English Articles > Written April 04, 1998
Pennzoil, stockholder chew pride :
Dispute settled, poison pill altered.

Pennzoil and dissident shareholder Guy Wyser-Pratte settled their various differences Friday, with the company changing its takeover defense to a "chewable" poison pill.

Board's intransigence
"You can call it the Pennzoil shareholders' victory," Guy Wyser-Pratte said Friday from his Wall Street office. Wyser-Pratte, a well-known shareholder agitator, manages about 726,000 shares of Pennzoil stock (or about 1.5 percent of its outstanding capital) - increased from about 450,000 in the last two weeks. A majority of those shares were bought last year while the company was the target of an $84-per-share hostile takeover bid from Union Pacific Resources Group of Fort Worth. Pennzoil successfully fought back the offer over a six-month period, refusing to negotiate a deal or revoke its poison pill, a strategy, which once triggered, would make a takeover cost prohibitive. The offer was pulled in November.

In response to the board's intransigence during the attempted takeover, Wyser-Pratte launched a proxy fight for a seat on the board and offered several shareholder proposals for the company's upcoming annual meeting. Among those proposals was a requirement that the company could not use its poison pill for more than 90 days without shareholder approval. Pennzoil and Wyser-Pratte sued each other, with Pennzoil alleging Wyser-Pratte had made misleading statements in his proxy materials for shareholder review, and Wyser-Pratte alleging Pennzoil illegally amended its corporate bylaws to make it harder for him to gain a seat on the board. "They knew we were going to win the vote and they would have done anything to bar me from joining their board," Guy Wyser-Pratte said. "They've given us the shareholder bylaw we wanted - to drop the poison pill - and that's all we had been fighting for."

Wyser said he is withdrawing his nomination for election to Pennzoil's board as well as the bylaw amendments and other proposals that he was scheduled to submit at the annual shareholders meeting. All litigation has been dropped as well and Pennzoil has agreed to refund part of Guy Wyser-Pratte's legal costs of nearly $300,000, including a $20,000 fee Pennzoil had charged Wyser Pratte to provide him its shareholders list. As part of the settlement, Pennzoil said it will modify its existing poison pill strategy to incorporate a "chewable" feature. The chewable poison pill will now have an exemption for a fully financed all-cash tender offer for all outstanding shares of Pennzoil common stock that provides a premium to shareholders of at least 35 percent over market price during a 20-day trading period. The Union Pacific Resources' offer of $84 per share in cash was about a 40 percent premium over Pennzoil's closing price the business day before the offer was announced. Paul Korus, analyst with Petrie Parkman & Co. in Denver, declined to comment on the settlement, but said, "That's a new one on me," when told of the chewable pill. Wyser-Pratte said the idea of the "chewable" poison pill is nothing new but an adaptation from what he has learned when venturing in European markets.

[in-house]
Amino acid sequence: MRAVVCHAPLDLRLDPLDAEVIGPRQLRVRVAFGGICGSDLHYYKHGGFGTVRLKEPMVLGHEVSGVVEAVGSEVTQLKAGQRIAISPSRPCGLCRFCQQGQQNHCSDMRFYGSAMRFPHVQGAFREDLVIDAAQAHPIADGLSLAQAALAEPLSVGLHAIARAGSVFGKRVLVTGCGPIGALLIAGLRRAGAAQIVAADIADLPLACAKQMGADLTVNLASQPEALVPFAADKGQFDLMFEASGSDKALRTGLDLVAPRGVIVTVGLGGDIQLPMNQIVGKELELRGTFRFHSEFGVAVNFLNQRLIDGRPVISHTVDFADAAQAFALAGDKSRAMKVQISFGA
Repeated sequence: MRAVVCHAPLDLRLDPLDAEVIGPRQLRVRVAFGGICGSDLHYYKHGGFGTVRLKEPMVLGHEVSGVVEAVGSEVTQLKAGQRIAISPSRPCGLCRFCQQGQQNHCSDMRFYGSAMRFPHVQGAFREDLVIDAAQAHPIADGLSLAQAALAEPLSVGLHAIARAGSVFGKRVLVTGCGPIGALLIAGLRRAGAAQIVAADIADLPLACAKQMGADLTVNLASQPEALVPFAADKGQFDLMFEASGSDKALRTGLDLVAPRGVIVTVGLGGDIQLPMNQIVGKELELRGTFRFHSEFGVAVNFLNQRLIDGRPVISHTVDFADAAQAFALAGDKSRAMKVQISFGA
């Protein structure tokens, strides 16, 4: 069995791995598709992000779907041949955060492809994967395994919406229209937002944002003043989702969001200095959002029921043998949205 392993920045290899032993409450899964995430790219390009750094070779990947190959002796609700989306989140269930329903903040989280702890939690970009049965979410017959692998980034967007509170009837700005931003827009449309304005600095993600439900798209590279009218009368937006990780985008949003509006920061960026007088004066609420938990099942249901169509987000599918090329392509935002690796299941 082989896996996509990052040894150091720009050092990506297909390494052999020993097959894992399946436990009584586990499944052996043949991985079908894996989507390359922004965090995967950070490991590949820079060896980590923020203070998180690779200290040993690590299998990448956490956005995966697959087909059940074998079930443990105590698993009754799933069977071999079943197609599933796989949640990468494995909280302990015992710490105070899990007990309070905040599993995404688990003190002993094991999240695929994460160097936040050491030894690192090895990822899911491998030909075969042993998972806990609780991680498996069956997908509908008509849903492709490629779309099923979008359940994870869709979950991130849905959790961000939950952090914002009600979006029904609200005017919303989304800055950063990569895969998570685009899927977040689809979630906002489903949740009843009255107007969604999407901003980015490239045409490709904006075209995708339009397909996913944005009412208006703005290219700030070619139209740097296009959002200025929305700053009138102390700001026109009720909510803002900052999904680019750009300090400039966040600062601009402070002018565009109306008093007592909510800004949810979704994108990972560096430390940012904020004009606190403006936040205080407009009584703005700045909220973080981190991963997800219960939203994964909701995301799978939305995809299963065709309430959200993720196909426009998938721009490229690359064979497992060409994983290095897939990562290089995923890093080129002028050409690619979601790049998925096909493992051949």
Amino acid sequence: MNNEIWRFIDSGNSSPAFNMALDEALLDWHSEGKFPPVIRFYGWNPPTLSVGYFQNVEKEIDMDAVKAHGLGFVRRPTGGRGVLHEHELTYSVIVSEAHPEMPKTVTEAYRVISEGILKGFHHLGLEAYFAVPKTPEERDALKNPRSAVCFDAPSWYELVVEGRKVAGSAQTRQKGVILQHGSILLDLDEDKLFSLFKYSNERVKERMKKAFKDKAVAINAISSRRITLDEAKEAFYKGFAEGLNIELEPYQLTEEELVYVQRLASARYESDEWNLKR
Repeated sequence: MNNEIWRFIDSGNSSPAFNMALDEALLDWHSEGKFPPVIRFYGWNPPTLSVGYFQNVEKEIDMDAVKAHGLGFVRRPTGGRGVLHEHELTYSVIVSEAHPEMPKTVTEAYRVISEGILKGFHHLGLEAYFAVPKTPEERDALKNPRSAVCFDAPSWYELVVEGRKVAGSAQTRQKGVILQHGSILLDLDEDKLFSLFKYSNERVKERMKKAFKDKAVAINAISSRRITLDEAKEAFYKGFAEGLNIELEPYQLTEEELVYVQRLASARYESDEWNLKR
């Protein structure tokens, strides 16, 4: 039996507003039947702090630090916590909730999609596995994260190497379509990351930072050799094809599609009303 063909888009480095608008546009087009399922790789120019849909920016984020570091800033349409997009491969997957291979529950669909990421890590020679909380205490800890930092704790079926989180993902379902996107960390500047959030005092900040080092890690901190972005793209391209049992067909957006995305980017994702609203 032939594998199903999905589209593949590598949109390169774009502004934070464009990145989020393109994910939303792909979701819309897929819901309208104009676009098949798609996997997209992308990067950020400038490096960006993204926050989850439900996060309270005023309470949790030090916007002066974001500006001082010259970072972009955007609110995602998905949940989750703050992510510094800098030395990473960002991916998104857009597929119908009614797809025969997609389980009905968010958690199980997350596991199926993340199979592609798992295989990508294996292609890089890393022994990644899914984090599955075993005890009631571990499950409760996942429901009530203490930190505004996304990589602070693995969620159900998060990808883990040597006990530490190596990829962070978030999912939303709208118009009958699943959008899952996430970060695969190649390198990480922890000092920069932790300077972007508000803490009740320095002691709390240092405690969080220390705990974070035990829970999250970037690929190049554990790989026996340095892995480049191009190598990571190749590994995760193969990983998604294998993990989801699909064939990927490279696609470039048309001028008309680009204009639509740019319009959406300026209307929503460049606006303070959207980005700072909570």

The deal was signed
"The principle governing British or French securities laws is that a company cannot block its shareholders from accepting a takeover proposal," Wyser-Pratte said. Still, directors of a target company can count on their shareholders' support if they persuade them to vote against the takeover with consistent arguments. Pennzoil will be granted such an option by the new bylaw." A takeover qualifying for the poison pill exemption will be submitted to a shareholders' vote and will require a majority approval of two thirds,"Wyser-Pratte added. Among other requirements raiders will need to fulfill to get the "chewable" exemption is the extension of their offer to a 60-day period, another feature borrowed from the French takeover regulation, said Wyser-Pratte. This extension period allows other candidates to make competitive offers granting shareholders the maximum from their shares, once the poison pill is removed. Bob Harper, Pennzoil spokesman in Houston, declined to elaborate on the company's written statement on the settlement other than to say the deal was signed Friday afternoon.

Pennzoil's stock closed Friday at $65.56 1/4, up $1.06 1/4, before the settlement was announced. At this price, it only would take an offer of slightly more than $88 per share to make a fully financed all-cash offer to "chew" the poison pill and take over Pennzoil. A Wall Street arbitrageur said Union Pacific Resources could reconsider such an option as it is not much higher than its previous $84 offer. But he speculated that Pennzoil wouldn't have agreed to such a bylaw if it didn't have other plans to avoid being taken over. The most likely move could be to use the proceeds of an asset sale to implement a share buyback program. Also as part of the settlement, a new director will be added to the company's board, returning the total to 11 members after Pennzoil reduced the number to 10 on March 12 when it amended its bylaws.
The new independent director will be added to the board no later than Sept. 30. The new director will be chosen from a list of candidates that will be compiled and screened by a national search firm with input from Pennzoil's institutional shareholders, including Wyser-Pratte. The candidates will have no present or former employment history at Pennzoil or any significant financial or personal ties to Pennzoil or its management.

These objective criteria exclude Wyser-Pratte from the list, but he said they also exclude other larger shareholders such as State Farm Mutual or Fayez Sarofim, who did not support the Union Pacific takeover proposal last year.

Gilles Pouzin and Michael Davis.